The venue has been changed from Harbour Road to Western Market in Sheung Wan with only hours to go. This is apparently because the Wan Chai police don't like "raves" on their manor and have threatened to disrupt it. Another gig, featuring the cream of Lamma's DJ's + Christian, has also been forced to relocate from the Galaxy to the Yellow Devil in Soho. The True Path for the "mad-for-it" raver is littered with misdirection.
I've arrived at Western Market shortly before 0100 to find a mixed crowd of locals and French Daft Punk fans. There's a steady stream of clients to and from the nearby 7-11. Western Market hosted last year's gig by DJ Shadow and it's the first time I've returned to the site since working in a thrift store there in 1993. The DJ booth is on the 4th floor, looking down on the escalators. The 500 + people inside are crowded opposite in an inverted "U" shape. Other fans are dancing along what could be two minstrel's galleries on the same level as the DJ booth.
Jason is working his magic and the crowd is approving. A fine blend of prog-electro, some pitch shifting, phased frequencies, lots of drums, and plenty of false starts and stops. Don't recognise much of the set until he drops the remix of "Another Brick In The Wall" which has been getting plenty of airplay this past 6 months. He's winding down. It's almost 0200 and Falcon is in place.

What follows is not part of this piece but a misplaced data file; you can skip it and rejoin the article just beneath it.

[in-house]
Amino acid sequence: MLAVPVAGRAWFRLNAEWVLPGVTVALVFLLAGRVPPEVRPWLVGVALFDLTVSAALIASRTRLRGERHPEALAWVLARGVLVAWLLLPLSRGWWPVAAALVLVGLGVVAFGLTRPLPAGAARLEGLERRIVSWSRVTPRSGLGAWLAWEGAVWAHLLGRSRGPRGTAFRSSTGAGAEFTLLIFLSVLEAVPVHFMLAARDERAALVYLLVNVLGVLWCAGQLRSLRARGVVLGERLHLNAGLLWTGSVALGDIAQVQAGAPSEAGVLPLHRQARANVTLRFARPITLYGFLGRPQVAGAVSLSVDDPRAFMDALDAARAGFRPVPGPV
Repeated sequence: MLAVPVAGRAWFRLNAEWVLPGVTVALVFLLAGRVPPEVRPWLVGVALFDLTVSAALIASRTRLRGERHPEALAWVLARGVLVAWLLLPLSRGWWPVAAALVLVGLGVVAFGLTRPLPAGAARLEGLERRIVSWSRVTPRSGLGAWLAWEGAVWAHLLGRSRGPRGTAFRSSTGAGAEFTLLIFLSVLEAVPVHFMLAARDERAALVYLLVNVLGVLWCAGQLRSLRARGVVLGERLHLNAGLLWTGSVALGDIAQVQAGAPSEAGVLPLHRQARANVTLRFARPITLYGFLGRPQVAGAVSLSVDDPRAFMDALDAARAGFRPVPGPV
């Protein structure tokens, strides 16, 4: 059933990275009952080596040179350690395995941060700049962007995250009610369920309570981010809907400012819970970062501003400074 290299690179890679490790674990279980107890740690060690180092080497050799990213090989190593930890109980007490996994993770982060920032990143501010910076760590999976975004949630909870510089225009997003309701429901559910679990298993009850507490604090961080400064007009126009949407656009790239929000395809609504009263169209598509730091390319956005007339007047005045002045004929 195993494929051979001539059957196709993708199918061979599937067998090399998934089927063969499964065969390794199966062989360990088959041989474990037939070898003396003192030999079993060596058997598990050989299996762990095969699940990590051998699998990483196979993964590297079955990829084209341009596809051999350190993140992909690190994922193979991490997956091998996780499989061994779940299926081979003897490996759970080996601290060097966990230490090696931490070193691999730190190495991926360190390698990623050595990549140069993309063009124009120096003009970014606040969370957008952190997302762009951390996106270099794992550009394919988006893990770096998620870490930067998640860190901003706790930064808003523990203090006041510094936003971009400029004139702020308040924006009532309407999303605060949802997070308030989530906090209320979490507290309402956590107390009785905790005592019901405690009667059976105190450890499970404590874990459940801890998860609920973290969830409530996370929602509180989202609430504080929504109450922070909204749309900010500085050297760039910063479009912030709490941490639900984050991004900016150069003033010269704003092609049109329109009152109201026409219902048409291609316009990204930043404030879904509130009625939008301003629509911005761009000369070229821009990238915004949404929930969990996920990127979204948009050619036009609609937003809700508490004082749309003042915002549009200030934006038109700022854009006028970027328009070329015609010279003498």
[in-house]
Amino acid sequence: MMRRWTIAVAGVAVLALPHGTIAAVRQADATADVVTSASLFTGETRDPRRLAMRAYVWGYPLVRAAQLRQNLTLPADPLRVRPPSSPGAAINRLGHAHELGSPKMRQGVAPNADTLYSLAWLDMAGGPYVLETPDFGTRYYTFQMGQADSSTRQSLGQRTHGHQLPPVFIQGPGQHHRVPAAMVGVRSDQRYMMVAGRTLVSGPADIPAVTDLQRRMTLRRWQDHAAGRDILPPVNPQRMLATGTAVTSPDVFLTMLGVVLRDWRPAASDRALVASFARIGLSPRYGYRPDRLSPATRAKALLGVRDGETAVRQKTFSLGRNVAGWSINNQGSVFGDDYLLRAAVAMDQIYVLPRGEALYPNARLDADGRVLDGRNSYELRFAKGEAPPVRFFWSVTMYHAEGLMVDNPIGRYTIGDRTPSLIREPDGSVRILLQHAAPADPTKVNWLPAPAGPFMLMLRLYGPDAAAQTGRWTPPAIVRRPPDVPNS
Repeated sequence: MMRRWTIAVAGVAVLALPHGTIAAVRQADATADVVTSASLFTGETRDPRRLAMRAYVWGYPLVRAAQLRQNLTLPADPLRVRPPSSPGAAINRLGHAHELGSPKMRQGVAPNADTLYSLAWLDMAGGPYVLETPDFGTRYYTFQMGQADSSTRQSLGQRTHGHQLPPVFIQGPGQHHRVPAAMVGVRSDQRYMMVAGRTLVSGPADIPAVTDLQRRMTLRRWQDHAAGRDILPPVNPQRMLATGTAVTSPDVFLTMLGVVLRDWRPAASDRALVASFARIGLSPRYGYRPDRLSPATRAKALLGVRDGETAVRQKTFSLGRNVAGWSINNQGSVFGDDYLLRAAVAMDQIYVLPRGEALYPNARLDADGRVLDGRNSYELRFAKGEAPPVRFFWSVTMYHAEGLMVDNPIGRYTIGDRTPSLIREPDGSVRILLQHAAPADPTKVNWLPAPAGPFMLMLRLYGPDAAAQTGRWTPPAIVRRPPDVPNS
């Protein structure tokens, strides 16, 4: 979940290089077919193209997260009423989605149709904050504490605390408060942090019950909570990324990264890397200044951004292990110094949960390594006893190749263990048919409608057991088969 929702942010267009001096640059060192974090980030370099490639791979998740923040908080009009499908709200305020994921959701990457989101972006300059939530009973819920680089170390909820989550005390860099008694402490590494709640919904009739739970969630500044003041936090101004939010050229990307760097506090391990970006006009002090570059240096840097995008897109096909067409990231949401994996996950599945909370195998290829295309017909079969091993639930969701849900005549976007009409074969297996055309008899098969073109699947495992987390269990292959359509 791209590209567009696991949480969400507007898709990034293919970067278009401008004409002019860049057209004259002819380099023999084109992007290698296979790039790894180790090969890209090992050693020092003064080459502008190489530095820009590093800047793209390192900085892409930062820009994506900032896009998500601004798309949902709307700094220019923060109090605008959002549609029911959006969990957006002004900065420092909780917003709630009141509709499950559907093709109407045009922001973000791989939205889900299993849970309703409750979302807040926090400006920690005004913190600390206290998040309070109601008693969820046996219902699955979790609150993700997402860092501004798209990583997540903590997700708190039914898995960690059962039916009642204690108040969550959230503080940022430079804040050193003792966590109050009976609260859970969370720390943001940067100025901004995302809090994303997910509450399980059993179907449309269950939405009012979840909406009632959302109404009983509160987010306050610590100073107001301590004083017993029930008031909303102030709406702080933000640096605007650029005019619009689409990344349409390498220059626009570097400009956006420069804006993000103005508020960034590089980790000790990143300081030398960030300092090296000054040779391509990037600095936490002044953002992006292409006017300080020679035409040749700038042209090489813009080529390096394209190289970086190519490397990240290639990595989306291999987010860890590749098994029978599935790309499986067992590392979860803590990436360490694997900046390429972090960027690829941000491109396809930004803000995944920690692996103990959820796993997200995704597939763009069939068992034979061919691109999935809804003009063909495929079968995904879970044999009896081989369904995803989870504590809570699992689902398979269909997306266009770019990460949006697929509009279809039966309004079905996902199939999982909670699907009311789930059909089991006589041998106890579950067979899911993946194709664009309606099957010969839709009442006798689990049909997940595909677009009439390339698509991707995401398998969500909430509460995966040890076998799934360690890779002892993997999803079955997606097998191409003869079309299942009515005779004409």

His set is fast-paced with a lot of mashups within it.There's low-freqency growling synths, twisted and fractured melodies spinning around. There's dub-electro drum patterns against lilting vocals, churning insistent basslines, white noise interludes and high keyboard patterns. It's all rumbling out at about 120-130 bpm. Lamma mate, John Murphy, tells me there seems to be lot of Daft Punk bits within the mixes along with some Sasha inspired space breaks. Again, I don't recognise many tunes until late in the set. A fine mashup occures with Blondie's "Heart Of Glass" over a thumping insistent driven rhythm. The only sour note occurs when :Born Slippy" by Underworld is dropped. Some people near me don't like it that much. Maybe the tune is too old. I don't know, it sounds great to me The closest example of Falcon's style I can think of is Soulwax in their alter-ego of Two Many DJ's. People are having a fine time tonight. Erik Hakkens tells me, he's tried to see Falcon before and it appears to be 3rd time lucky tonight. He says Daft Punk (overall) and Falcon "will not succumb to commercialisation. The guys in the masks are here to stay!" A lovely Korean lady called Jun tells me this is "my first gig in HK" and she is loving it. Ditto for Caroline and Cynthia who are unstinting in their praise of Western Market as a venue. "The place is good and big enough and the sound system is very good" Nick W. has been and gone, doing his nightly rounds and Manek makes a late appearance in time for DJ Dan.